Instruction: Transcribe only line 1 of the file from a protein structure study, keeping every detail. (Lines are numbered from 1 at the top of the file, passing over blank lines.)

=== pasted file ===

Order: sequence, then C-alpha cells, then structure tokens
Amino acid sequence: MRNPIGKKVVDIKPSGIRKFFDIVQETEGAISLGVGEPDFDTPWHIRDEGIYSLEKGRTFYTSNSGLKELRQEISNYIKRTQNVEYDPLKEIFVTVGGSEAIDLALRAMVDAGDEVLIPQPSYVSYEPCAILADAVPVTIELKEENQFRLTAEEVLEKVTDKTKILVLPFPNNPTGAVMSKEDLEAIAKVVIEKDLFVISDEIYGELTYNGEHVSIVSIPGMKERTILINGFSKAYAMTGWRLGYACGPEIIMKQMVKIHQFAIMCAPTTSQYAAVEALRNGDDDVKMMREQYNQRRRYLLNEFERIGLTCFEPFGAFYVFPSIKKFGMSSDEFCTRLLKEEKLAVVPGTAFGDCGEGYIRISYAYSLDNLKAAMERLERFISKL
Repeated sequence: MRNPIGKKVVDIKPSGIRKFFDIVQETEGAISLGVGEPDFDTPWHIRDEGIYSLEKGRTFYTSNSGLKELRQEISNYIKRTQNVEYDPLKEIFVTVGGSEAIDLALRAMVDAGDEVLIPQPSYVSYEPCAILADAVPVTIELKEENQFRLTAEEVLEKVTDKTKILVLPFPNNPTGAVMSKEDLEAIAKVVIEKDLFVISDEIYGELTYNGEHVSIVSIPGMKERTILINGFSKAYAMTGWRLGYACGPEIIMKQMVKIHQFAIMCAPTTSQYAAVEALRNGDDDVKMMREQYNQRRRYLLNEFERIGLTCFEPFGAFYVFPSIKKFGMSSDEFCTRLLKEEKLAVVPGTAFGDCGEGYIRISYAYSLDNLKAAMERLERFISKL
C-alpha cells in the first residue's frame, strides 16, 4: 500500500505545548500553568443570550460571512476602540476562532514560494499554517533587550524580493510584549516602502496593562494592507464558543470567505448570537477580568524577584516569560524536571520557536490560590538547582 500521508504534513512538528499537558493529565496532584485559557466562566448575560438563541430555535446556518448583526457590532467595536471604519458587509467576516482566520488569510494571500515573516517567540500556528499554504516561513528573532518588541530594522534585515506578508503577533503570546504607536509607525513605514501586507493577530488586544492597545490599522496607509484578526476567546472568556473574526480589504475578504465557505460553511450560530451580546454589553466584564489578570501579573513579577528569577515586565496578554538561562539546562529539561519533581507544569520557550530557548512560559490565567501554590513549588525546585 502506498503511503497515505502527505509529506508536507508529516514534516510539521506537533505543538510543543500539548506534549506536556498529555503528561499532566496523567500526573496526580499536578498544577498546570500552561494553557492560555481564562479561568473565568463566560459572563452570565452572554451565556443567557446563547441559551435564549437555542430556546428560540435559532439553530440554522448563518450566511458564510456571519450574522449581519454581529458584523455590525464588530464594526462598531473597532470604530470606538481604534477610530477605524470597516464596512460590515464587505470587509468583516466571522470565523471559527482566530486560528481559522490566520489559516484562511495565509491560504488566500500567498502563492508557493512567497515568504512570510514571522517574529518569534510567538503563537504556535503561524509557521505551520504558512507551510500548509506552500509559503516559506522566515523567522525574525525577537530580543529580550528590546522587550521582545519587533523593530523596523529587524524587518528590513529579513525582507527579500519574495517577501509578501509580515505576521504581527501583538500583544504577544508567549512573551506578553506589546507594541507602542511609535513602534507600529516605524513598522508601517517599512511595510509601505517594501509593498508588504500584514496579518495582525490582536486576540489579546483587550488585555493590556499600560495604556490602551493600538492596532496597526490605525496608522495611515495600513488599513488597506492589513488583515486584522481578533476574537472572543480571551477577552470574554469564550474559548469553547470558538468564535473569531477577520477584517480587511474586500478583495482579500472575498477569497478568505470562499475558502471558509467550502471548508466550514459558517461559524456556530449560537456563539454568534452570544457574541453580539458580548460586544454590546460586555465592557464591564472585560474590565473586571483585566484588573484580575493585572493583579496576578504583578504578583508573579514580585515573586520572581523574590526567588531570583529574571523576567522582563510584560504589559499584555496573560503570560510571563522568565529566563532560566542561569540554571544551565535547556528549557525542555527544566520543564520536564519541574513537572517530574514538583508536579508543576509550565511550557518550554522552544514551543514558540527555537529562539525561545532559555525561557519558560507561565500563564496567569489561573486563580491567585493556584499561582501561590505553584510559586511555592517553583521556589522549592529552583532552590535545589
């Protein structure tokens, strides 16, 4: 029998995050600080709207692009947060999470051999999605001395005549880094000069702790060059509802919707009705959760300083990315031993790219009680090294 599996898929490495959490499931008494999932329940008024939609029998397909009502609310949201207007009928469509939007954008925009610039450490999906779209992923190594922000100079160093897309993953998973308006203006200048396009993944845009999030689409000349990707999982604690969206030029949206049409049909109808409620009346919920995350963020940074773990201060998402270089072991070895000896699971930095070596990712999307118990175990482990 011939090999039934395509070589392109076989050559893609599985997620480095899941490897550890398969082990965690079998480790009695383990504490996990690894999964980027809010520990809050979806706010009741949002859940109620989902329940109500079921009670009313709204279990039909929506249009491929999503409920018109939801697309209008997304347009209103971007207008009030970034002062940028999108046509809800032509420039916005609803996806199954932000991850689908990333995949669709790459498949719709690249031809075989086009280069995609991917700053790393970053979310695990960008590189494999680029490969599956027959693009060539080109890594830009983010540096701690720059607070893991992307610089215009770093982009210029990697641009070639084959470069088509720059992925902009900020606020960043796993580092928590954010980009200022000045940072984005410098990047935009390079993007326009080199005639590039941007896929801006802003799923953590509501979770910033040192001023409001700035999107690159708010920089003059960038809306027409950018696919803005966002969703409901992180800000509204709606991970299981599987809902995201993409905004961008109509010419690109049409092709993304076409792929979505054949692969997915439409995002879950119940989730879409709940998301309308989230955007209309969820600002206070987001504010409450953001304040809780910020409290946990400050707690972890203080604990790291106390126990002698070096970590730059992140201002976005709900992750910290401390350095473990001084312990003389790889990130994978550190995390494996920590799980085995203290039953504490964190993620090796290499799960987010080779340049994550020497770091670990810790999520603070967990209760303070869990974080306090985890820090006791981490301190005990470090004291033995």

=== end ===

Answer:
Order: sequence, then C-alpha cells, then structure tokens